Our city has been on the losing end of federal policy for a long, long time. The Conservative government’s latest budget continues that losing streak and suggests that help from this federal government won’t come voluntarily and won’t come soon. The cover pages promise jobs, growth and long-term prosperity but the pages in between take us further down the path we have travelled for more than a generation.
And make no mistake, that path is downward.
Toronto has, for a long time, been known as a city of neighbourhoods. It was an apt description — at one time — of a Toronto largely made up of mixed-income areas. In 1970, two-thirds of Toronto’s neighbourhoods were middle income. In just over a generation, our city of neighbourhoods has become, as David Hulchanski describes in his Three Cities study, “a city of disparities.” The middle has been, and continues to be, hollowed out. If we continue down this path, less than 10 percent of our neighbourhoods will be middle income in just a decade or so.
There are a number of factors responsible for this emergent, polarized Toronto. In large part, it’s the result of a dramatic change in the quality of jobs available to Torontonians. Rising oil prices and a higher dollar have resulted in the massive loss of well-paying manufacturing jobs in the Toronto area, in favour of jobs in the oil sands. The budget’s promise to expedite and simplify environmental review processes — and explicitly oil and gas pipeline projects — will only hasten the demise of Toronto’s manufacturing base.
Those manufacturing jobs not lost to “Dutch Disease” — the decline in the manufacturing sector caused by increased development of natural resources — have been lost to bilateral trade agreements with low wage economies — a trading policy pursued since Brian Mulroney was prime minister. The budget promises an even more vigorous pursuit of such trade agreements.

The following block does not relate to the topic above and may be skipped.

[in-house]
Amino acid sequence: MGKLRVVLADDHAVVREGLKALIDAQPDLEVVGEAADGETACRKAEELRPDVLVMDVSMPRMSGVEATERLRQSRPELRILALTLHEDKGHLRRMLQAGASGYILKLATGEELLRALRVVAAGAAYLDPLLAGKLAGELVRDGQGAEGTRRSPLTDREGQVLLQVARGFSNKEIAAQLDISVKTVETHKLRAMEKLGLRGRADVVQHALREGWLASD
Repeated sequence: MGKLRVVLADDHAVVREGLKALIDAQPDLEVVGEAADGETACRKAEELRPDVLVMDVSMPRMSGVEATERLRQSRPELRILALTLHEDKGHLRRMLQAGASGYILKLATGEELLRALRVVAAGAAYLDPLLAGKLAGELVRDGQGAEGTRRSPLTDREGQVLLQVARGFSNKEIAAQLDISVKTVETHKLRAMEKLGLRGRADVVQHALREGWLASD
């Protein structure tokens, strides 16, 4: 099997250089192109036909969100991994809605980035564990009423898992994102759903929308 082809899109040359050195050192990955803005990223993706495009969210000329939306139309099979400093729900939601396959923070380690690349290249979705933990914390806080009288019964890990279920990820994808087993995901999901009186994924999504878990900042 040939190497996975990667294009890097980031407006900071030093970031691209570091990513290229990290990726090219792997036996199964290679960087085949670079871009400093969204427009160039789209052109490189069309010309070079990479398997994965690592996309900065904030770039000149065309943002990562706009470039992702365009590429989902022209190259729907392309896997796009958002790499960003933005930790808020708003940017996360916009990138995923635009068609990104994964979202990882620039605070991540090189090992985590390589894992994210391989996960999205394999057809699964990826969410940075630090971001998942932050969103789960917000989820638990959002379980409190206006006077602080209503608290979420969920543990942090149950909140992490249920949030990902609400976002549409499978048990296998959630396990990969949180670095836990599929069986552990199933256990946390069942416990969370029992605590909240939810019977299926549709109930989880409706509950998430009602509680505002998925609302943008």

In place of good jobs are jobs that all too often leave workers in poverty. According to a recent Metcalf Foundation study, as of 2005 nearly one in 10 workers in our city was living in poverty. But too many more can’t find work — especially Toronto’s youth with an unemployment rate creeping up on 20 percent.
And, finally and most offensively, it’s into such a labour market that this government proposes to force Toronto’s seniors. With this budget, the government has at last decoded for us the prime minister’s remarks in Switzerland in January about transforming our pension system. Effective 2023, all Canadians not yet 65 years old can anticipate having to work longer before receiving their Old Age Security and corresponding Guaranteed Income Supplement.
And yet, we are a city that awaits a chance to be great. We await a federal government that finally understands that a city must be organized and its resources must be marshalled for the benefit of all of us who share in this space. None of us succeed, much less thrive, as citizens of Toronto if we don’t build a city that serves us all well. With this federal budget, we are forced to wait longer for Toronto to be the city it can be. In the interim, Toronto remains a city of great potential.
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